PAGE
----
Richard Smith devoted his life to faith, family and farming in Crawford Co.

Missionary work took him to Haiti, where giving money to children made their day


Richard Smith is a son of Warren and Martha Kocher Smith. His siblings are Kathleen (Atwell), Earl, Jane (Korner), Roger, Glenn and Carol (Hutchison).

When Richard went to school, the family lived about four miles east of town. He started in first grade at North Robinson, but his father wanted to go to Bible college and the family moved to Portland, Oregon, for a year. Richard was in second grade at the time. When they returned home, his father bought a farm on Quaker Road.

Richard started third grade at Holmes Liberty. His favorite subject was vocational education and he enjoyed scrap metal drives to make money for Future Farmers of America. They were given the day off from school and went to neighboring farms to pick up scrap metal and sell it to the scrap yard. In his senior year, Richard served as FFA president. It was a good experience when they won the province’s FFA Parliamentary Procedure Competition. He graduated from Holmes Liberty in 1961.

Richard started driving tractors at the age of five and continued to work for his father, who raised registered Angus cattle. He worked at Timken for seven years to earn enough money to buy a farm and a herd of cows. He thought of a woman and prayed to God.

“Please send me a woman with qualities like my own mother,” Richard said. “God certainly said yes. I have a copy from my mother, someone who would enjoy working with me on our farm.”

Marjorie Lust, a daughter of Frank and Nina Lust, came into Richard’s life and they married in 1964. Frank was known for his blacksmith shop on Marion Melmore Road. He was innovative and could manufacture machines, which made him so useful to the farmers. Marjorie had a sister Sylvia (Wingert) and a brother David. Nina suffered the death of her son when he was just 14, and she had a chronic health condition that left her bedridden until her death in 1977 at the age of 57.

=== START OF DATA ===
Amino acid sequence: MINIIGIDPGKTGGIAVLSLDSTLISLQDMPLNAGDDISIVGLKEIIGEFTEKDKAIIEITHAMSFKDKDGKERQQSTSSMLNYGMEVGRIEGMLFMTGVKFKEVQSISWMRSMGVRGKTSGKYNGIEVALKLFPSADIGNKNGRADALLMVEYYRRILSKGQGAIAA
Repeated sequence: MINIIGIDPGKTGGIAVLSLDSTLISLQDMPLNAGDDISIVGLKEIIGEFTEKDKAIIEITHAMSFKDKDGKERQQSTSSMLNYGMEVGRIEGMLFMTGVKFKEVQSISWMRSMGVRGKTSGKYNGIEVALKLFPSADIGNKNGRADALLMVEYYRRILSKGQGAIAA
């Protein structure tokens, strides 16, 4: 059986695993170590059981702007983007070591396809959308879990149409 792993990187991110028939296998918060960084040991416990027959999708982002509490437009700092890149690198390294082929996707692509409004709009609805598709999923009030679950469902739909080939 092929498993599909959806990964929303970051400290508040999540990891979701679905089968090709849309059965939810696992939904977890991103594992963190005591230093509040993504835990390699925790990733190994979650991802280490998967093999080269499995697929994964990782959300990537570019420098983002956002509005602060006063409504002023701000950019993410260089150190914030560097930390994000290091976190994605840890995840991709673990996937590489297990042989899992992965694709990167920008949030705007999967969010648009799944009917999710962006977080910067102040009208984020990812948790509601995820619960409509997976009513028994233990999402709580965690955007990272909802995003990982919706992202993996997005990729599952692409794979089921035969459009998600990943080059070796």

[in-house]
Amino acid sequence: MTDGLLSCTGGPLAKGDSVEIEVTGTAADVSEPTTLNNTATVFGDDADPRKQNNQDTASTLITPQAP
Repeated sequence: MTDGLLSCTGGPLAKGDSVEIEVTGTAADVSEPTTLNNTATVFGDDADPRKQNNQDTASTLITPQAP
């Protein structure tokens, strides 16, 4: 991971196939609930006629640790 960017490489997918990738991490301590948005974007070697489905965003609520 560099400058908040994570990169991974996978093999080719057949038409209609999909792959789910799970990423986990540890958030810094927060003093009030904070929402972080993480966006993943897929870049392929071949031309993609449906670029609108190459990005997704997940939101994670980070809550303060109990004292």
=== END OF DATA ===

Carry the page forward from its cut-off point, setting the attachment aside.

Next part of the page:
Farming is a family affair

Marge also worked at Timken to get ahead so the couple could rent and eventually purchase a farm southwest of Bucyrus. They started with 30 dairy cows in 1969, growing the herd to about 50. They had three children who grew up on the farm, and they all inherited a love of farming.

Son Chuck now runs the farm, currently a grain farm. He also has a 2,500-hog barn for Hord’s Family Farms. He gets the pigs for about £20, and they are ready to sell for £290.

Daughter Roberta became an intensive care nurse at a hospital in Marion. She married Paul Schroder, and they are ranchers in Montana, selling calves for about 800 pounds.

Daughter Melissa and her husband, Jody Gregory, live in Crawford County and raise deer. They sell the money to yacht clubs.

Missionary work in Port au Prince, Haiti

Richard is proud to have done missionary work in Haiti. He went with a group from Crawford County in 1971. They arrived in Port au Prince at an orphanage and treated the wood in the building with creosote which formed a protective shield on the wood against termites and other insects. Fred Suter from northern Bucyrus was traveling. Richard and the other men built a concrete subfloor for the small grain bin that Fred provided to protect the food from the rat population.

Richard was struck by the sight of 30 to 35 people on their way somewhere. They hung outside a small pickup with a supply rack on the sides. Richard said life was also simple for him and the other volunteers during the two-week stay. They bathed in an irrigation ditch and meals were served from a cast-iron cauldron prepared by ‘a little stooping lady’.

“God only knows what we ate, but it was good,” he recalled.

Richard was sent to Cape Haitian to do maintenance work on another missionary complex. Families could lease an acre for a family food plot, and Richard helped by plowing the plots with a John Deere tractor and disc. There was a group of children nearby, and they helped by carrying the stones outside. Richard gave them dimes, and they left the area, only to return with a new herd of children. Richard also gave them dimes for their work.

He also maintained two diesel generators, while two young men who spoke no English stood nearby. They watched and Richard taught them how to do the work themselves.

Richard made fourteen trips to four countries to help build Christian camps, especially for the Word of Life. The highlight for Richard was that two grandsons and one granddaughter each traveled with him once to help.

Richard noted, “My most important relationship is with Christ, and my second relationship is my wife and family.”

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